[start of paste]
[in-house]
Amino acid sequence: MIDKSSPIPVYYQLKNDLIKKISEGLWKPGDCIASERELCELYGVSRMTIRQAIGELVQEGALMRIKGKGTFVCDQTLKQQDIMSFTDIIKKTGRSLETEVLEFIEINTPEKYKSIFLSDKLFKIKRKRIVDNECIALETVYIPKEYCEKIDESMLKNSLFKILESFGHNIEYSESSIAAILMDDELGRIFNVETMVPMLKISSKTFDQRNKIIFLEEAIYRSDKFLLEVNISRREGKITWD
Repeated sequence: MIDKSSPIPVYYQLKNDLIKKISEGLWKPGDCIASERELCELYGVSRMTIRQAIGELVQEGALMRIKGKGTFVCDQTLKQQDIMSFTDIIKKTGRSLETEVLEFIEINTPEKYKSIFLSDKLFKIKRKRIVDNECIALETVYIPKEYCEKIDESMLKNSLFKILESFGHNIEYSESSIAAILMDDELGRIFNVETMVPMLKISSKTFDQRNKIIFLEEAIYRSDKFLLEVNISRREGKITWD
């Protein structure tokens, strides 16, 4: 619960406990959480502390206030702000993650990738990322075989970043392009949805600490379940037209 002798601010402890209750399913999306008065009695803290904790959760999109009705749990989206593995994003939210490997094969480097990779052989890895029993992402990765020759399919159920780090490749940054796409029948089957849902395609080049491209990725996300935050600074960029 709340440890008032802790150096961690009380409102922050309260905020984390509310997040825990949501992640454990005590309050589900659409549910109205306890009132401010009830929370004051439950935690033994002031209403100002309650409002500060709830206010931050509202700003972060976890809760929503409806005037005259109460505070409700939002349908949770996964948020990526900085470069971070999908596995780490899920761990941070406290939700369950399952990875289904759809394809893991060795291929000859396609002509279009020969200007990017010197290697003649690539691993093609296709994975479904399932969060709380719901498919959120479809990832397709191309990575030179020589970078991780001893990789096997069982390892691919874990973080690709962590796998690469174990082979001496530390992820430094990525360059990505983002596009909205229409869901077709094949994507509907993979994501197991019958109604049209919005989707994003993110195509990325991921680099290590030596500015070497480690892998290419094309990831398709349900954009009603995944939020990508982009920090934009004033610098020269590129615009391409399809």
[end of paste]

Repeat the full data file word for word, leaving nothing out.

[in-house]
Amino acid sequence: MIDKSSPIPVYYQLKNDLIKKISEGLWKPGDCIASERELCELYGVSRMTIRQAIGELVQEGALMRIKGKGTFVCDQTLKQQDIMSFTDIIKKTGRSLETEVLEFIEINTPEKYKSIFLSDKLFKIKRKRIVDNECIALETVYIPKEYCEKIDESMLKNSLFKILESFGHNIEYSESSIAAILMDDELGRIFNVETMVPMLKISSKTFDQRNKIIFLEEAIYRSDKFLLEVNISRREGKITWD
Repeated sequence: MIDKSSPIPVYYQLKNDLIKKISEGLWKPGDCIASERELCELYGVSRMTIRQAIGELVQEGALMRIKGKGTFVCDQTLKQQDIMSFTDIIKKTGRSLETEVLEFIEINTPEKYKSIFLSDKLFKIKRKRIVDNECIALETVYIPKEYCEKIDESMLKNSLFKILESFGHNIEYSESSIAAILMDDELGRIFNVETMVPMLKISSKTFDQRNKIIFLEEAIYRSDKFLLEVNISRREGKITWD
């Protein structure tokens, strides 16, 4: 619960406990959480502390206030702000993650990738990322075989970043392009949805600490379940037209 002798601010402890209750399913999306008065009695803290904790959760999109009705749990989206593995994003939210490997094969480097990779052989890895029993992402990765020759399919159920780090490749940054796409029948089957849902395609080049491209990725996300935050600074960029 709340440890008032802790150096961690009380409102922050309260905020984390509310997040825990949501992640454990005590309050589900659409549910109205306890009132401010009830929370004051439950935690033994002031209403100002309650409002500060709830206010931050509202700003972060976890809760929503409806005037005259109460505070409700939002349908949770996964948020990526900085470069971070999908596995780490899920761990941070406290939700369950399952990875289904759809394809893991060795291929000859396609002509279009020969200007990017010197290697003649690539691993093609296709994975479904399932969060709380719901498919959120479809990832397709191309990575030179020589970078991780001893990789096997069982390892691919874990973080690709962590796998690469174990082979001496530390992820430094990525360059990505983002596009909205229409869901077709094949994507509907993979994501197991019958109604049209919005989707994003993110195509990325991921680099290590030596500015070497480690892998290419094309990831398709349900954009009603995944939020990508982009920090934009004033610098020269590129615009391409399809």